The story opens with 60-year old Juliet Armstrong dying in a fatal car accident. We learn that she has recently returned to the UK after a long spell abroad, that she has an adored son Matteo, the result of a brief liaison with an Italian musician. To this reviewer’s disappointment, neither is ever mentioned in the ensuing narrative.
Instead, we learn that she was reluctantly recruited to the Security Service during the war, and subsequently became a producer with the BBC.
Basically this is a spy novel – but with a difference. Kate Atkinson’s literary skills turn it into a comic one. MI5 is serious stuff, and Juliet’s war weapon turns out to be an Imperial typewriter (though she does also conceal a Mauser in her handbag), hence the transcription of the title.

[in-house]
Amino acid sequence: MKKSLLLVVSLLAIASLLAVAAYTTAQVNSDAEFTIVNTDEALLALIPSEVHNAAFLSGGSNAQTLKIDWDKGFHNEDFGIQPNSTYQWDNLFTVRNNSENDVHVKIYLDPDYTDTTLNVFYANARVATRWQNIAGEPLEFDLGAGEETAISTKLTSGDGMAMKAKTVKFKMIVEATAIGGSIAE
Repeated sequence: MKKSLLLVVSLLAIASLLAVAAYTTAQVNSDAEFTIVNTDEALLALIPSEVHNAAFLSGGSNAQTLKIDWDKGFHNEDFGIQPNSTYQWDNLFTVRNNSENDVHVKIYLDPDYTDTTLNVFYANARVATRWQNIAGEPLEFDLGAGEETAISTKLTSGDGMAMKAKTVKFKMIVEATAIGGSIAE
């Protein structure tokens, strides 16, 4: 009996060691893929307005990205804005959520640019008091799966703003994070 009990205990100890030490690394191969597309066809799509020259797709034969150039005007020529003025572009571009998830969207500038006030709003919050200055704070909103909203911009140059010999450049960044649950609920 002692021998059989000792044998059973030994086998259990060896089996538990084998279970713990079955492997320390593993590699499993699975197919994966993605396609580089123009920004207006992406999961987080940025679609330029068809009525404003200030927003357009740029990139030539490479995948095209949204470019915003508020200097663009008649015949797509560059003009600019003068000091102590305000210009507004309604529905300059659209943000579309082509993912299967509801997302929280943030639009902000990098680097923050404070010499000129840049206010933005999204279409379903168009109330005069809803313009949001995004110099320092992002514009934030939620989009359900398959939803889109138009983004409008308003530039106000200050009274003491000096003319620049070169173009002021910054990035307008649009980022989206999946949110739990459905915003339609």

She may be used as a typist and a tea maker, but she is also a spy herself, has more than one identity, and holds her own among a remarkable cast of spy characters, including the daughter of a duke, a femme fatale and a fake Gestapo agent. There is espionage, counter espionage and even counter counter espionage. No wonder Juliet finds it confusing: so does the reader!
In addition to the characters who lead double, often triple lives, there is a body in a coal hole, strangulation with a Hermes scarf, whispers in art galleries, and folded newspapers left on park benches – and even invisible ink.
It’s all a bit of a lark, and Atkinson’s humour, wit, wisdom, literary references and clever writing render its complexities both fun and funny. It is not a quick read though: one to be savoured rather than devoured in a single sitting.